Conquer the Divide of Colorado Auto Insurance

Colorado auto insurance is an entirely new ballgame these days. Up until 2003, the Centennial State was a member of the minority where auto insurance is concerned, aligned with the 14 or so other "no-fault" states across the country. In 2003, however, a sharp 20% rise in auto insurance premiums sparked a legislative debate that resulted in Colorado defaulting to the more common "tort" system that is still in place today. Whether the switch was ultimately good or bad for Coloradoans is still up for debate; what it means for auto insurance in Colorado, however, is not. Tort states operate on the idea that if you're at fault, you should foot the bill, and that makes it vital that you acquire ample auto insurance to protect your family and your finances in the event of a serious auto accident.

Mandatory Auto Insurance in Colorado

How much auto insurance is enough? For starters, it's important to understand the difference between meeting Colorado's state required minimums for auto insurance, and carrying adequate insurance coverage to protect you and yours. Like most other tort states, Colorado auto insurance requires that you carry minimum amounts of bodily liability and property damage insurance coverages in the following amounts:

    • Bodily Liability --Colorado mandates bodily liability coverage of $25,000/$50,000. In layman's terms, that means that if you get in an accident in Colorado, your insurance provider will cover the medical expenses of a single person up to $25,000, and up to $50,000 total for everyone involved.

  • Property Damage --Colorado state law requires that Colorado drivers carry property damage coverage to the tune of $15,000. In other words, your insurance provider will pay up to $15,000 to repair any property damage that you inflict, whether you mow down your neighbor's award winning rose bushes or collide with another vehicle.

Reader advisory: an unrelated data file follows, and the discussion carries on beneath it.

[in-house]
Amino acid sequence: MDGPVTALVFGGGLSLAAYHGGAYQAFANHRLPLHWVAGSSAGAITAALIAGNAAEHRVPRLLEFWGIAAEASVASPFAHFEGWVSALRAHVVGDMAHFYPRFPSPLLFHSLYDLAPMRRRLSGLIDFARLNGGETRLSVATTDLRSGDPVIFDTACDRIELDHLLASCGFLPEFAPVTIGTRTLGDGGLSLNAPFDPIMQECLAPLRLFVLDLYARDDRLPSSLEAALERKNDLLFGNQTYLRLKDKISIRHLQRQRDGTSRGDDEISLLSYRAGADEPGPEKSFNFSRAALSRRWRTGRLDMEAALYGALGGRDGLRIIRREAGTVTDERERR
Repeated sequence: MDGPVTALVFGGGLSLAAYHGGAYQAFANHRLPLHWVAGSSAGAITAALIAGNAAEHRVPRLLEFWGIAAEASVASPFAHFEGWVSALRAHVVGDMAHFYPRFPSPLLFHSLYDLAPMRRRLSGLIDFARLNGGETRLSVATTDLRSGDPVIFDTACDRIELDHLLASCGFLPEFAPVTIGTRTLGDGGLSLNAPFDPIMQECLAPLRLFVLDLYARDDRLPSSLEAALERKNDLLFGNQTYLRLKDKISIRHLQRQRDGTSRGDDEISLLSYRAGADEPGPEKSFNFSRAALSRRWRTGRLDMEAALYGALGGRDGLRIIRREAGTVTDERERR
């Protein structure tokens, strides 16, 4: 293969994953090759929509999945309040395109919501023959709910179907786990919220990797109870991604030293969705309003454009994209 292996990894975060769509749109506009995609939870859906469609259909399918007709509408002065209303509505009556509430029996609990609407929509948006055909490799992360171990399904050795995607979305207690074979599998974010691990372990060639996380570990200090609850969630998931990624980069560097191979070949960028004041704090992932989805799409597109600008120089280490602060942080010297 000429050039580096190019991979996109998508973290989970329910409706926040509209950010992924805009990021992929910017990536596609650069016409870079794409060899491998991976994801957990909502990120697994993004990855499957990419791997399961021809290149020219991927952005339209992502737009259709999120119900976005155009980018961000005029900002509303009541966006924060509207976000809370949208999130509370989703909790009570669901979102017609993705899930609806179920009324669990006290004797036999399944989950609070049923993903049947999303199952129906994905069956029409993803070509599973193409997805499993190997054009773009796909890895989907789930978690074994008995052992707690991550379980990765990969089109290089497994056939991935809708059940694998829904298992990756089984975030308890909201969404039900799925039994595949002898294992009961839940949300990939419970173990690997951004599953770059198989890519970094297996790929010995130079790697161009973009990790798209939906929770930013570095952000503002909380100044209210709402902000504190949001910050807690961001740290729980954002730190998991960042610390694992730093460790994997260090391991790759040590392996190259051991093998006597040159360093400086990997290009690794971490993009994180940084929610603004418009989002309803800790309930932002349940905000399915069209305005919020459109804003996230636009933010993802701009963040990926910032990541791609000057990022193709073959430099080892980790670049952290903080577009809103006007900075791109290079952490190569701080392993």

For the record, the minimum required insurance is better than no insurance --especially in a state where you're going to be held liable for expenses if you're found to be at fault, and where penalties for uninsured motorists include escalating fines up to $1,000, as well as the potential suspension of your license and registration. That said, you don't have to be an astrophysicist from CU to realize that a 25/50/15 policy isn't much of an umbrella if you're in a serious accident. This is one case where more is almost always better.

Protect Yourself with Colorado Auto Insurance

How much insurance should you invest in? According to insurance giant Allstate, Colorado drivers carry average coverages of bodily liability at $100,000/$300,000, and property damage at $50,000. In addition to those figures, there are a few additional coverages that Coloradoans should seriously consider. With an uninsured motorist rate of 15% according to the IRC, underinsured/uninsured motorist coverages of $100,000/$300,000 come highly recommended, while Coloradoans with newer vehicles will most likely want to add collision or comprehensive coverage to their policy in order to protect their own automobile (the deductible is up to you. The higher you go, the lower your premiums will be).

How to Get the Best Colorado Auto Insurance Quotes

Once you've established some baselines for quality auto insurance policies, the next question is how does one go about getting the most favorable Colorado insurance quotes possible? To find the answer, you don't need to look any further than your home computer. At no cost to consumers, online insurance quote providers like can provide you with a handful of auto insurance quotes at the click of mouse. And with multiple Colorado auto insurance quotes at your disposal, you'll be able to compare the rates, service, and coverages of a number of reputable providers, allowing you to narrow those select Colorado auto insurance quotes down to the best value for you and your individual auto insurance needs.